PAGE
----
Most of the pieces in Don't originally appeared in the London Review of Books. A good many are themselves book reviews, while others are essays grounded in personal experience. But, with due deference to Burchill - or perhaps to Granta's or Jenny Diski's own superior editing - the writing throughout not only avoids the pitfalls of the collected edition but is a constantly rewarding pleasure.
Having made her mark as a novelist, Diski is now in the front rank of non- fiction. And her recent memoir, Skating to Antartica, complements this book well, the former presenting the attached, revelatory author; the latter offering that author's detached views on the revelatory writings of others. Skating to Antarctica also details the pain in Diski's own history that lends so much authority and insight into her observations upon human weakness.
Don't is grouped according to various, general themes, with such laconic titles as "Looking at Monsters in the Dark", "Icons of Perfect Light" and "Madness and its Uses". In the first of these, reviewing a book on multiple murderer and mutilator Jeffrey Dahmer, she contemplates the possible mental promptings for the actions of men like Dahmer which had led, in recent years, to the appropriation of the word "evil" by tabloid headline- writers, and contemplates, too, the contemplations of others seeking intelligible explanations.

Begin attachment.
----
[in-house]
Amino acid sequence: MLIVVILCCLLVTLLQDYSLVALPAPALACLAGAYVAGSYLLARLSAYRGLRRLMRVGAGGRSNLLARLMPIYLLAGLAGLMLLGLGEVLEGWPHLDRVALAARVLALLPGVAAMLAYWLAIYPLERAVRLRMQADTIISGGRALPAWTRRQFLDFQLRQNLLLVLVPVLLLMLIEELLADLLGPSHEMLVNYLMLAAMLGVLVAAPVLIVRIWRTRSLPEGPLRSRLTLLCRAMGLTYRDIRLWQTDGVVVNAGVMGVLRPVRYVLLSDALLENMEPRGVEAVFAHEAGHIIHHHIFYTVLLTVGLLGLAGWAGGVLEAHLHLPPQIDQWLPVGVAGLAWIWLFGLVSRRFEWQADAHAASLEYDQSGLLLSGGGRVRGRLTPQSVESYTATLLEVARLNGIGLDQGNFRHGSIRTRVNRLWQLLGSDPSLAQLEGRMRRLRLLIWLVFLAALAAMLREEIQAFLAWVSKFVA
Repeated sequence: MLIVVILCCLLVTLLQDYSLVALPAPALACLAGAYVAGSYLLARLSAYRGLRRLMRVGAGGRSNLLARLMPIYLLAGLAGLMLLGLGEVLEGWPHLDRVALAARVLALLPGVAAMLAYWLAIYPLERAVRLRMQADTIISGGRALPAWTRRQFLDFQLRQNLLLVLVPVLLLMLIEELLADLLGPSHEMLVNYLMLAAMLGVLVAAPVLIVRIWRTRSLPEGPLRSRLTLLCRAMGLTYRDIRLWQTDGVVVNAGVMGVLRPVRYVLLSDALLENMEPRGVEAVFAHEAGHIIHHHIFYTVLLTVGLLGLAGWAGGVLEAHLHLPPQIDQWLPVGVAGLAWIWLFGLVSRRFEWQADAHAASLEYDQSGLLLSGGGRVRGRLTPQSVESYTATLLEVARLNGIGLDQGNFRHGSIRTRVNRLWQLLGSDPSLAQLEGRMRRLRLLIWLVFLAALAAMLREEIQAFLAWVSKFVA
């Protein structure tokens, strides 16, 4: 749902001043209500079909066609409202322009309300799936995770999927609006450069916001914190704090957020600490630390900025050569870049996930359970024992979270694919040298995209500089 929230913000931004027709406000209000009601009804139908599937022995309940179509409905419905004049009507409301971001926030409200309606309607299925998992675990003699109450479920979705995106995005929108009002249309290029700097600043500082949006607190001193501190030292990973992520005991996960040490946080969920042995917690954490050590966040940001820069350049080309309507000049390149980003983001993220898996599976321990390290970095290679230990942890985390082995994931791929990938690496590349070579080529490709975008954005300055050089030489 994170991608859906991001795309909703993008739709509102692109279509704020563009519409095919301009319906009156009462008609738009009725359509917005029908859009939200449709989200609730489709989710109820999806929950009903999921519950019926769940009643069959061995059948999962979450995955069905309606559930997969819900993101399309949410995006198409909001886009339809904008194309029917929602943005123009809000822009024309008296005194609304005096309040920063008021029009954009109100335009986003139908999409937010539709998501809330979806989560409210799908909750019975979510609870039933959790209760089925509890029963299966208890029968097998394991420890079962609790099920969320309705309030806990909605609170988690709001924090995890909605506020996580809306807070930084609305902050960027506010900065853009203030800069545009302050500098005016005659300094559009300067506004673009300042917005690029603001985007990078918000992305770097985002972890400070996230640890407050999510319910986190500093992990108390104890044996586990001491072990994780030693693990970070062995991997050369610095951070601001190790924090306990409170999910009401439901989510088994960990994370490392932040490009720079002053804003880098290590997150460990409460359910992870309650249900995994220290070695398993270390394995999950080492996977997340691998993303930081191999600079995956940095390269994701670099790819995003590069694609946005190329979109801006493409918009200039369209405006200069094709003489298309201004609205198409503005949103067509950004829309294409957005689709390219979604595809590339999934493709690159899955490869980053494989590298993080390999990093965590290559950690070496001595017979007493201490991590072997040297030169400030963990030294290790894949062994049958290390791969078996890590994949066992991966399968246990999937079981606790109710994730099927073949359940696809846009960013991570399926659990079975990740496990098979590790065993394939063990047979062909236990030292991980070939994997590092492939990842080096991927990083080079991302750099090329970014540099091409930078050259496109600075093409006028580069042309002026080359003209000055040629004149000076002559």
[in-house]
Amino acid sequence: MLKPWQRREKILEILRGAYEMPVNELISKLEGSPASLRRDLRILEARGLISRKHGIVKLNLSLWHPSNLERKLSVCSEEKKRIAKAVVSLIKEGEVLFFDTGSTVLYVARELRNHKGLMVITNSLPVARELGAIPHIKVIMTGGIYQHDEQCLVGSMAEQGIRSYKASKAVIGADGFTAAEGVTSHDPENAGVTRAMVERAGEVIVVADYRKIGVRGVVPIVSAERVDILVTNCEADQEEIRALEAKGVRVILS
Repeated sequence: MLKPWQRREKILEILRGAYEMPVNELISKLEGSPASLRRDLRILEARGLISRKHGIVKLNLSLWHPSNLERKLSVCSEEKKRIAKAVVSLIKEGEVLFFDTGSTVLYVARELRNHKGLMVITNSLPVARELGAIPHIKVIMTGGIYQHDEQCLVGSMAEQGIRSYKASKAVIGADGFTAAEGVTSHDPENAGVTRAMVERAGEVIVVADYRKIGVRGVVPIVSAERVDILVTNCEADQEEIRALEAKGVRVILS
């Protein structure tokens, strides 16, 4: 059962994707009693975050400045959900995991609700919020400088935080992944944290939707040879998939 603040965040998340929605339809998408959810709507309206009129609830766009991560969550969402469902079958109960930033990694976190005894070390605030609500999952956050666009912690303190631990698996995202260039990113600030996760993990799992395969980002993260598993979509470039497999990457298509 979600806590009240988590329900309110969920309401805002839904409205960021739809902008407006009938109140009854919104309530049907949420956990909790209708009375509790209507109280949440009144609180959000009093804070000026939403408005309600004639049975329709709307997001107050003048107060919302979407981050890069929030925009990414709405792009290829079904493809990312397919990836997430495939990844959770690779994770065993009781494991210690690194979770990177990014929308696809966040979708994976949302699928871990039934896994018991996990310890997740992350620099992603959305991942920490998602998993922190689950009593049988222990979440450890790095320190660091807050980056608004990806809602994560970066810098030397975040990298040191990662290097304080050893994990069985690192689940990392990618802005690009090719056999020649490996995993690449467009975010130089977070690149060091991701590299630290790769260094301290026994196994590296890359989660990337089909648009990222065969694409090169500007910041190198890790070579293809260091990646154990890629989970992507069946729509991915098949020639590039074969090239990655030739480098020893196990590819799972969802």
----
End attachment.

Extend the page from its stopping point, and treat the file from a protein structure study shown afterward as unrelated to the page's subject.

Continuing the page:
She brings a similar clarity of vision to the "larger-than-life", compulsive drives of Howard Hughes and Robert Maxwell and the often odious issuings of Roald Dahl into a world which has apparently lapped them up. Throughout the collection, Diski remains refreshingly free from political, philosophical or any other form of stultifying "correctness" - or indeed wilful incorrectness. Her approach to Maxwell, for example, is a long way from the normal knee-jerk response.
Such honesty enables her to be, given her intelligence and eloquence, an effective commentator on the mysteries and abnormalities of human behaviour. She takes issue with Oliver Sacks for subsuming his medical role beneath that of the romantic writer, attempting to create a literary pattern out of his patients' inexplicable distress. Diski, by contrast, has no problem in acknowledging that some of life's most insistent questions have no answer.
Diski divides the world into "those who look and those who look away." She is certainly of the party that looks. And any intelligent reader is bound to be interested in what she sees.Reuse content